Now I am going to present scientific essays at conceiving functional organizations that transcend individual organism and may be referred to mental phenomena.
The theory of an object-oriented activity.
The Anokhin’s description of the functional system relies, after all, exclusively on structures within the body; environmental structures are considered only as sources of afferentation and reafferentation.
The activity theory of Leont’iev, Luria, Zaporozhets and others transcends this model. It considers functions whose organ is composed not only of the sections of the central nervous system but also of the most various (nervous, somatic, vegetative) structures of the entire individual body; and inasmuch as psychic functions are concerned the individual’s object-oriented activity is considered that must be organized by its tools. Since this theory (as a Vygotskian one) has claimed that those tools are, at the same time, signs, i.e. entities historically produced by a culture, this conception enables the theory to refer the human mind to two frames simultaneously: by considering it as one produced by the functionning of both individual brain structures and inter-individual cultural structures.
But if we have a theory about the same functionning of, on one hand, internal and, on the other, external structures, it implies a theory about a functionning of the same superstructure composed of both structures inside of an individual organism and the ones outside of it, inside of its environment. According to such a theory when the function organizing its organ is an object-oriented activity, the structure thus produced does transcend the individual organism.40
Gibson’s ecological perception theory.
When comparing this theory with his earlier position, Gibson describes the change in his view this way: “[...] at the time, I based my explanation of vision on the retinal image; now, on the other hand, my starting point is what I call an ambient optic array. My present conviction is that we must approach the problem of perception in an ecological way.”41 This change was brought about because he realized that vision could not be explained by the manner in which proximate stimuli affect the retina, since perception could remain constant even if the stimuli change. Gibson analyzes four instances in which perception remains unchanged in spite of varying stimuli: (1) change in lighting, (2) relocation on the part of observer, (3) changes in the sampling of the ambient optic array, and (4) a permanence prevailing in the face of local changes.42”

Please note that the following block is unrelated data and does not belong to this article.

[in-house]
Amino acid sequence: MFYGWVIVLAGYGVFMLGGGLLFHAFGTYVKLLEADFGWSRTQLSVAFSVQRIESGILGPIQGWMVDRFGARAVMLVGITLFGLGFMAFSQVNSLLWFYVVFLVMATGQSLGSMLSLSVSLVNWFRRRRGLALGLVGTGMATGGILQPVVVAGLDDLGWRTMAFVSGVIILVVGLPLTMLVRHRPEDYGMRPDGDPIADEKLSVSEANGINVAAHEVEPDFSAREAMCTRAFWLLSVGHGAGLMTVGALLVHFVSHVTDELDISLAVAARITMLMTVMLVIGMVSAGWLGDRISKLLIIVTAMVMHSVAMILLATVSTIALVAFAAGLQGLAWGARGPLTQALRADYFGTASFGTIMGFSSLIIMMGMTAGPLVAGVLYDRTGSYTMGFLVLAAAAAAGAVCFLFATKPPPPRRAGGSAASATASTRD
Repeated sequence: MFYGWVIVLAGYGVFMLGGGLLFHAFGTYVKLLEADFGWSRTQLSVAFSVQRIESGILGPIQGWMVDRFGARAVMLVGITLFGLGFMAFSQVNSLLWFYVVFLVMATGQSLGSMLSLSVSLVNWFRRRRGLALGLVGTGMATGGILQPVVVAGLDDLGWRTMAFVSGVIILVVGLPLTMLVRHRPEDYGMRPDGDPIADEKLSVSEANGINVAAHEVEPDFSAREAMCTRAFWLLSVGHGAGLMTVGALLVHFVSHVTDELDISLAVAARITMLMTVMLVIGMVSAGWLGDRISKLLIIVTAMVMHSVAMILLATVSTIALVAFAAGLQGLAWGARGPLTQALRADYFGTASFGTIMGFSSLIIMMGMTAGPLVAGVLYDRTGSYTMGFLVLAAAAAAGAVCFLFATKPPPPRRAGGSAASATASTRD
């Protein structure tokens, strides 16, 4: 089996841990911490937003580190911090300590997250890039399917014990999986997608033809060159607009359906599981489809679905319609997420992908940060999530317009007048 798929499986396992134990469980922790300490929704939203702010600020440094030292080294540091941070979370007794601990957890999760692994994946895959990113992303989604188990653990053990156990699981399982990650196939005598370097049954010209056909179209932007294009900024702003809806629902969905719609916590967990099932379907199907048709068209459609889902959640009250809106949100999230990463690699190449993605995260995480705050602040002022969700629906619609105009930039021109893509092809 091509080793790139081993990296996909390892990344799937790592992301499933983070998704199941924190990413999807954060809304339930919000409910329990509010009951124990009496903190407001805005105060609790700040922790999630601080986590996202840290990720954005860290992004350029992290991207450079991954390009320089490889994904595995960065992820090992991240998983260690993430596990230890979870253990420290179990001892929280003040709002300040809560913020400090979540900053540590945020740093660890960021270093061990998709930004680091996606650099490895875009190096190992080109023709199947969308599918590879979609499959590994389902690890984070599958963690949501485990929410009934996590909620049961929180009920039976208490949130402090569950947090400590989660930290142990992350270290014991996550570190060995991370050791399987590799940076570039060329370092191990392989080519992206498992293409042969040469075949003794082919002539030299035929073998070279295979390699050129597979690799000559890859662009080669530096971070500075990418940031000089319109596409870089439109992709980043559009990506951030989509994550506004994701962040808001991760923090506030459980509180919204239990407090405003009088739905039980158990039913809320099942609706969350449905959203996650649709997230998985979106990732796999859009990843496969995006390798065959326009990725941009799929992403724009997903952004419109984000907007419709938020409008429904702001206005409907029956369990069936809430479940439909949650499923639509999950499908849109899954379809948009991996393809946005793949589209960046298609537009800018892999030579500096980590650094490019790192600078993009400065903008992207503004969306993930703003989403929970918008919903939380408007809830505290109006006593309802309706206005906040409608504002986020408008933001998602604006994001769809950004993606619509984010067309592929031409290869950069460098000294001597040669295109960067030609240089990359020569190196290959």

The Gibson school do not accept either the explanation offered by the Gestalt psychology, since that theory holds out (as an alternative to the retinal image changing in response to the environment’s proximate stimuli) a form appearing on a frontal flat surface (a wallboard, screen, or sheet of paper placed opposite the observer), which an individual corrects in accordance with innate pregnant patterns. Gibson does make the difference between such an abstract geometric space in which alone do such forms exist and a natural environment in which representatives of a given species find themselves nestled.
Gibson’s conclusion is that one is not able to explain the meaningful perception by an animal of its environment if considering only how (e.g., nervous system) structures given within that animal’s individual body effect that psychic performance without taking into consideration how the structures of the environment afford that performance. Any psychic performance is determined by the mutual compatibility between affordances and effectivities. According to the definition by Gibson, “the affordance of anything is a specific combination of the properties of its substance and its surfaces taken with reference to an animal”43. This definition got completed with the one given by Turvey & Shaw to what they consider as a twin concept within the Gibsonian theory: “The effectivity of any living thing is a specific combination of the functions of its tissues and organs taken with reference to an environment”44